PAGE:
But I don’t want to admit I’ve lost her. After all, it’s my job to know where she is all the time. And trust me it’s not easy, especially with my propensity to nap and her propensity to wander. Mama’s always moving around on me. I rest my eyes and when I open them again she’s in some other part of the house.

Only this time I looked in all her favorite places and I can’t find her!

Clouds

I think she’s playing hide and seek with me, and I think she seriously needs to cut it out! There must be a secret room somewhere in this house, and I’m going to find it.

Right after I rest my eyes.

Barn

So anyway, it’s a good thing I can find my dad. He’s been really good about taking me on walks and making my supper and stuff. But I still wonder where mama is.

Visitor

Hey! I just had a thought! Do you think she’s off adventuring without me? No, that can’t be it. Mama would never leave me behind.

She’s not off taking pictures of stuff that’s not me is she?

Artsy-fartsy

Making new friends?

Horses

Exploring new places? Or…..no this couldn’t possibly be it….she’s not off exploring some of my favorite places without me.

Road

Is she?

Reflections


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Take a walk with me. But bring the map.

As you know I’m in Alabama. You’d think it would be warm being in the South, and it sort of is. It’s warmer than up where I came from. But it’s not really warm.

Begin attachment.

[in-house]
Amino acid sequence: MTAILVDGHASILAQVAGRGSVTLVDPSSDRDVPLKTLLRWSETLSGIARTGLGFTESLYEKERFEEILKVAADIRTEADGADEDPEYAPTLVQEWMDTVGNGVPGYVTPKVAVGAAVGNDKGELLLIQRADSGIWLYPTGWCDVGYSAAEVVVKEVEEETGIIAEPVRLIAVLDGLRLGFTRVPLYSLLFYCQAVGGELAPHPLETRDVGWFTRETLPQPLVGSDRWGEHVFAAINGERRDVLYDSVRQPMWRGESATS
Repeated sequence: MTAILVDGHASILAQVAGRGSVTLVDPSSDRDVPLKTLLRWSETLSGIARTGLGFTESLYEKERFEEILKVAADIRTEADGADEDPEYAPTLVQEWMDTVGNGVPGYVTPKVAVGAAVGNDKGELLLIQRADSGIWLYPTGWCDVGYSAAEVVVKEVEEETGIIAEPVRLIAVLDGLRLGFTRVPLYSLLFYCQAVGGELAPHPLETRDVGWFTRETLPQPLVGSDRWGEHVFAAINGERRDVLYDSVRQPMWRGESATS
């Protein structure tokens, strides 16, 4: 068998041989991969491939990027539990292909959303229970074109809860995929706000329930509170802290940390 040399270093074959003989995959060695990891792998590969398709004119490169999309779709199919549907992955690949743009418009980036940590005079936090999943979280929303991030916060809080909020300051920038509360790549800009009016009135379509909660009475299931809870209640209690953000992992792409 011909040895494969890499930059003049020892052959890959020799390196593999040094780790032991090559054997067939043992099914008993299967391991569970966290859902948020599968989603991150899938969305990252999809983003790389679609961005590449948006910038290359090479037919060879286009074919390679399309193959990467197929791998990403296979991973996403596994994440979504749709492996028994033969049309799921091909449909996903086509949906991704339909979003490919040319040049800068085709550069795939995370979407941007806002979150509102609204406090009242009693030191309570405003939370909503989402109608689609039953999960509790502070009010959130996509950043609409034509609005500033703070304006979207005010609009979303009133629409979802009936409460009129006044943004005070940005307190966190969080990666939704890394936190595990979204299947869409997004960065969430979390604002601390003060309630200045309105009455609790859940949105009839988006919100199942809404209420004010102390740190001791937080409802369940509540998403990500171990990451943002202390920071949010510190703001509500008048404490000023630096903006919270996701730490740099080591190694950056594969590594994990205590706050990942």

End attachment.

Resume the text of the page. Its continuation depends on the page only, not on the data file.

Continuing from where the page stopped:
Looking at both sides.

I arrived late Friday night. Saturday was cold and rainy, but Sunday the sky brightened and turned into big puffy white and grey clouds and it got way up into the 60s! I just knew I had to take advantage of the weather, so I headed over to Smith Mountain.

The beginning of the fire road around the mountain. One of Katie’s favorite places to walk. Mine too.

You’ve heard me talk about Smith Mountain before. You can climb up the mountain and then climb up a fire tower that sits on top of the mountain and you have a glorious view of Lake Martin.

From another year, another hike up the mountain.

It’s one of my favorite things to do, but I didn’t do that on Sunday.

No, Sunday the parking lot was full of cars when I arrived and I didn’t want to deal with a fire tower filled with masked or unmasked people. Plus I wasn’t in the mood to climb the mountain.

So I took the walk around the base of the mountain. It’s one of Katie’s favorite places to walk, a big fire road that circles around to the back of the mountain.

The water is low, but the area behind the mountain is still beautiful.

She and I never tried to go all the way around the mountain, because I wasn’t sure if the road actually did that and I didn’t want to get stuck with her and have to make her walk all the way back. So we usually turned around on the backside of the mountain.

She was never happy about turning around.

Little stuff caught my attention too.

So this time I thought I’d just see if the road (which I used as a trail, though it is not part of the trail system, went all the way around. It made sense that it might end up right back at the parking lot.

Lots of interesting shapes and colors.

I was so confident I didn’t look at the map posted at the beginning. I figured it would all work out. I also didn’t take any water. And I accidently left my phone in the car. But I had my camera, so all was good. Right? Of course right!

Such pretty colors on Sunday!